I also don't ride through piles of nails and broken glass. I mean it happens on a rare occasion but I don't typically commute through streets that look like they are in a 3rd world war ravaged nation. So I feel like the puncture protection of the Contis would serve me okay with minimal risk (all hail the biking gods....they are wise...may their vengeance not strike me down) and the improved ride quality makes that risk worth it (more praise to the biking gods and their infinite wisdom...may I not be stricken with a flat tire for my insolence)
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Old 06-06-19, 09:27 AM
  #54  
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Originally Posted by RubeRad View Post
?? With a history of 11K posts, you should be able to see that this thread is like 75th percentile for staying on topic.
Hey, we'll get to the best lube for riding triple chain rings on the sidewalk against the flow of traffic without wearing helmets discussion as soon as I place the order for my new tires. Be patient.
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Old 06-06-19, 09:28 AM
  #55  
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Originally Posted by TMonk View Post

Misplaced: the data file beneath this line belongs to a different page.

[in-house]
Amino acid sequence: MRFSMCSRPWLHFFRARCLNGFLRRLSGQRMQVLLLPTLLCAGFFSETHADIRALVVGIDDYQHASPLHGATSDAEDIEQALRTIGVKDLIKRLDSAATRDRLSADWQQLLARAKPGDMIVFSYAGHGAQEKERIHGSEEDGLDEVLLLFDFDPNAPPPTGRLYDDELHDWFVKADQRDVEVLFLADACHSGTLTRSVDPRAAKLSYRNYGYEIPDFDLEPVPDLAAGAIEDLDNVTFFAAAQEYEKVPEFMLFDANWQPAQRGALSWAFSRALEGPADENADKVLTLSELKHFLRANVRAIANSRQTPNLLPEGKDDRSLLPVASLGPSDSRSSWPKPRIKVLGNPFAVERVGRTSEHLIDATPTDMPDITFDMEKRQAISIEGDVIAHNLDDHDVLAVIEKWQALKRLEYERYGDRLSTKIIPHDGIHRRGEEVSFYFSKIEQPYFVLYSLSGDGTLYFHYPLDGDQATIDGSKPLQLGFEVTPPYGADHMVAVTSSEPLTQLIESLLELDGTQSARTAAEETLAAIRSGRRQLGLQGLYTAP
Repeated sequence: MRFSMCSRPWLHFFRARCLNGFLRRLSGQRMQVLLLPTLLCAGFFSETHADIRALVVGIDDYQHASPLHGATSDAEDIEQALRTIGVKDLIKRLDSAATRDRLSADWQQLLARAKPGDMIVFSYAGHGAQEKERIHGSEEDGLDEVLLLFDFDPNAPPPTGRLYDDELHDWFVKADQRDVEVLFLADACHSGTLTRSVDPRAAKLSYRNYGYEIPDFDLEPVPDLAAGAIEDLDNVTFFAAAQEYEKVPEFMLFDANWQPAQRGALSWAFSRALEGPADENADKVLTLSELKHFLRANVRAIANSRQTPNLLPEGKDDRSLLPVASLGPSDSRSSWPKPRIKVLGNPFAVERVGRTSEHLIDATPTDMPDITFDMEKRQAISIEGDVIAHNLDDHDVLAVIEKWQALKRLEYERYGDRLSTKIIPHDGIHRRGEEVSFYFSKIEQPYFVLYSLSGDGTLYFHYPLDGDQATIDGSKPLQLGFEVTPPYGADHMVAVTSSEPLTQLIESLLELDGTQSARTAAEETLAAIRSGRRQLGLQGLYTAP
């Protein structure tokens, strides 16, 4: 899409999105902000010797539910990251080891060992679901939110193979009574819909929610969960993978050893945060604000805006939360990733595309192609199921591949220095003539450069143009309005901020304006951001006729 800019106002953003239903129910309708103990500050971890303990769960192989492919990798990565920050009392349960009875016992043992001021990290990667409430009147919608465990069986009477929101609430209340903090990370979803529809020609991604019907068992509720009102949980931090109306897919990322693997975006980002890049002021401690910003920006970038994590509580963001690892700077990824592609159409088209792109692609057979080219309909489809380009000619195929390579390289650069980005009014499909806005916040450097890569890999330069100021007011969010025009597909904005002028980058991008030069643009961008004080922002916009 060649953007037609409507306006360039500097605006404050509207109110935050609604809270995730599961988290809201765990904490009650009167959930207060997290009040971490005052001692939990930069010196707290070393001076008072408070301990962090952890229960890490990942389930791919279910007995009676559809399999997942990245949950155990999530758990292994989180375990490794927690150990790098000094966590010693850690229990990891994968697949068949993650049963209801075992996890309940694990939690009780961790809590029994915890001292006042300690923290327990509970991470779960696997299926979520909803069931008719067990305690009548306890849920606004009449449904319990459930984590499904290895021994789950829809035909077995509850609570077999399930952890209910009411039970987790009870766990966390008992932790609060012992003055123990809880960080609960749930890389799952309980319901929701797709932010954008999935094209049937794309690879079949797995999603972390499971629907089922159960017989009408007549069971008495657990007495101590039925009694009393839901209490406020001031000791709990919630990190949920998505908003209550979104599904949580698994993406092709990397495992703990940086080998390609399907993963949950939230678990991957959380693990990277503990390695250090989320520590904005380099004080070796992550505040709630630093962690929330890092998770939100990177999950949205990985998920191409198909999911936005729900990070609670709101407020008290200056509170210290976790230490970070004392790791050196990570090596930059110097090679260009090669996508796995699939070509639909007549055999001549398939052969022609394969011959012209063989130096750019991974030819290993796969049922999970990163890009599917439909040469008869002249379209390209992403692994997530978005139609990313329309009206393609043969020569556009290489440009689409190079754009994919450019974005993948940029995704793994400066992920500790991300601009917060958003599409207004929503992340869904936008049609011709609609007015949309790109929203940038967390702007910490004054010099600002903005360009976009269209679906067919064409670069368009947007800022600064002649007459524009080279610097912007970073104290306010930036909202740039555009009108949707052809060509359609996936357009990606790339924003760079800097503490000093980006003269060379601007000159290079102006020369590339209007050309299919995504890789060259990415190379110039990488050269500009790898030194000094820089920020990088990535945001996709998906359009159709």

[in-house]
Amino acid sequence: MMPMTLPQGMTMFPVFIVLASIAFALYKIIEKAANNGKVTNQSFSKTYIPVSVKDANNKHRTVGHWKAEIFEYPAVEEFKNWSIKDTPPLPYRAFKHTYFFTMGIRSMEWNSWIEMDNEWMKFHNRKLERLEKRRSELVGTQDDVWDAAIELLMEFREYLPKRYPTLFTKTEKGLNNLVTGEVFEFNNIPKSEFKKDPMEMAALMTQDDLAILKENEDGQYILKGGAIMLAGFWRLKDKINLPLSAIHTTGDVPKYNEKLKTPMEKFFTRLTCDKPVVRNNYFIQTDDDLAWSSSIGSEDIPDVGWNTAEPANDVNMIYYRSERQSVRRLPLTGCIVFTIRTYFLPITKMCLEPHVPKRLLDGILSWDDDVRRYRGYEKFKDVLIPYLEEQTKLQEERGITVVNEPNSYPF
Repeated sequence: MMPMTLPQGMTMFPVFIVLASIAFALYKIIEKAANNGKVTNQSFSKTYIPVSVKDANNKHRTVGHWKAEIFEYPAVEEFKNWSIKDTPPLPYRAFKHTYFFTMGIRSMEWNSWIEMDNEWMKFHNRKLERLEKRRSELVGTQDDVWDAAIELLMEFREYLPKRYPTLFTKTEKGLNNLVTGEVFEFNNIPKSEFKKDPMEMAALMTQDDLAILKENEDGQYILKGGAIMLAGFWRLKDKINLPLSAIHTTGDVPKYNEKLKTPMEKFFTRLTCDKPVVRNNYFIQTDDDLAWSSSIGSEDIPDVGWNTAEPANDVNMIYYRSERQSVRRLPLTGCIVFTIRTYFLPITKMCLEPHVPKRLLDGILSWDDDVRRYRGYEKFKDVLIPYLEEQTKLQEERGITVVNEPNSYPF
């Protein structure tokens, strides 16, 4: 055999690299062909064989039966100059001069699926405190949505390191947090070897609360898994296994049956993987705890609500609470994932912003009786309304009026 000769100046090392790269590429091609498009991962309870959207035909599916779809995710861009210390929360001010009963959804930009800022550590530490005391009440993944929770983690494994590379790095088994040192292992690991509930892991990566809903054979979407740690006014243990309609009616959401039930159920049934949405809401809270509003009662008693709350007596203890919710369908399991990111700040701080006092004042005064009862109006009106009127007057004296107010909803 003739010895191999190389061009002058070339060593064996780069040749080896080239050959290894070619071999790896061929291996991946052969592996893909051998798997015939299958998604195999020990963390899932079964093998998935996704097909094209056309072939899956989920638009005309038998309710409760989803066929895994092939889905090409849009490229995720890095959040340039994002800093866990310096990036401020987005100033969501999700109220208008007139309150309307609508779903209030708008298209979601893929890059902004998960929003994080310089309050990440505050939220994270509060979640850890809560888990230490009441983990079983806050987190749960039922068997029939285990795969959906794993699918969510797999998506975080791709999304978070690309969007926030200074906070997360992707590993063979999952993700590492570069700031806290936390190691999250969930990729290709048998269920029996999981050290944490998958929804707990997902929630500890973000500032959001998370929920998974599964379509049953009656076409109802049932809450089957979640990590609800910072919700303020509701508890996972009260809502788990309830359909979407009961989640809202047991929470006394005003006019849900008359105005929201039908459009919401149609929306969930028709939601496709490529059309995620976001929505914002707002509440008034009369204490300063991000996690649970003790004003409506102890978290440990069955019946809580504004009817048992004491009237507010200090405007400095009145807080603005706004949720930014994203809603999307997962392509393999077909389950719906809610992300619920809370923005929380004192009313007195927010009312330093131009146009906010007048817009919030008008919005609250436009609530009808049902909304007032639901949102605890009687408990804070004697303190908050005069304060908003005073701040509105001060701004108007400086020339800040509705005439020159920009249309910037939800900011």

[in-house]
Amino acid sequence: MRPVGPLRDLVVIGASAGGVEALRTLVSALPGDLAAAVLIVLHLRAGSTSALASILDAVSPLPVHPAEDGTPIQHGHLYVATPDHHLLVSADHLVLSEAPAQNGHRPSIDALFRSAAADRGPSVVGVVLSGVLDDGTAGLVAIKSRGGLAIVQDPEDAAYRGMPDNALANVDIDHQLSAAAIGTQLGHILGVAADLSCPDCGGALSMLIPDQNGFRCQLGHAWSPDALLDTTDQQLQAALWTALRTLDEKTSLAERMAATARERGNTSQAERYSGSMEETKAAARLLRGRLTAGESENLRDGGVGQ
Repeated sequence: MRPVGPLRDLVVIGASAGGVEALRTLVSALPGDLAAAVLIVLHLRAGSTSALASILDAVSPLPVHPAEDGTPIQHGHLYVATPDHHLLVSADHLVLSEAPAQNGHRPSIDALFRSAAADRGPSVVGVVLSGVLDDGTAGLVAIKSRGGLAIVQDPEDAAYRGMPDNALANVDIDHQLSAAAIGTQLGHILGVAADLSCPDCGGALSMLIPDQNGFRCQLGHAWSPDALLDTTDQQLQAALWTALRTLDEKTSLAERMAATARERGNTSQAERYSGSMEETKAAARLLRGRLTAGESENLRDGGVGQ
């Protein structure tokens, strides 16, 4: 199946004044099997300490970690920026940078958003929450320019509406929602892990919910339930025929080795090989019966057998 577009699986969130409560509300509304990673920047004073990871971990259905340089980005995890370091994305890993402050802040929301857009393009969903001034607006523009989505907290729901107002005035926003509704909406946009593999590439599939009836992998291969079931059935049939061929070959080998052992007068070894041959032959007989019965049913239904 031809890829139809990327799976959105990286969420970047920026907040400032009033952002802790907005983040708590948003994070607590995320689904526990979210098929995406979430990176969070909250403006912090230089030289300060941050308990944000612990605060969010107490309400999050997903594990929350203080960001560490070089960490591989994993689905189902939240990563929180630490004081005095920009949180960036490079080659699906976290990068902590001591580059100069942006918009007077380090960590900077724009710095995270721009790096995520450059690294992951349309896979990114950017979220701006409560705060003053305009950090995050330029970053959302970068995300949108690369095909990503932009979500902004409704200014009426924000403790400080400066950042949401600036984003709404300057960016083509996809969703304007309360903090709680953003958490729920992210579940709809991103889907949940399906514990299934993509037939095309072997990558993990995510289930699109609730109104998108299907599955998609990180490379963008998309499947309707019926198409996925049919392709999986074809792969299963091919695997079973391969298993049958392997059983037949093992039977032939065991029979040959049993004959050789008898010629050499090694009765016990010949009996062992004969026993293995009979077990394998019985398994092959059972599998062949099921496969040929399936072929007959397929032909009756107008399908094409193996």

Just doing what I can to make the world a better place, one bikeforums.net thread at a time . Like you I've been 'around the block' a few times here.

Now if you'll excuse me, I have a cape and tights to go change into .
I think that the deleted posts, including my own, were warranted. Sometimes, this place does need a trim to look fit and proper. So, thanks for doing solid work.
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Old 06-06-19, 10:00 AM
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Thanks for the catch ont he units conversion. I left off the third sig dig. I think the switch over from HP-48 to RPN phone app caught me out.
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Old 06-06-19, 10:05 AM
  #57  
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Originally Posted by Darth Lefty View Post
Thanks for the catch ont he units conversion. I left off the third sig dig. I think the switch over from HP-48 to RPN phone app caught me out.
I just thought it sounded small as 15 x 25 is 37.5 (25 rxns of 1.5 mL each is 37.5 mL).

Given that, it's 2.54mm/in and that it's more then 1.5in, I thought that 38.xx sounded too small.
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Old 06-06-19, 10:07 AM
  #58  
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Also, Schwalbe specifies a strict ± 1mm allowance for ETRTO tyre width (on a compatible rim), so you're already there at 39.xx

Last edited by acidfast7; 06-06-19 at 11:15 AM.
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Old 06-06-19, 11:50 AM
  #59  
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Originally Posted by Skipjacks View Post
It wasn't well answered. It was answering a question nobody asked.

That chart shows how wide of a tire you can fit on a rim of any given width. That is not what I asked. It's not even close to what I asked.

And spreading outright lies like "bike tire measurements are precise" is not helpful to anyone. It's REALLY unhelpful to someone finding this thread who doesn't know that labeled tire sizes are notoriously inaccurate.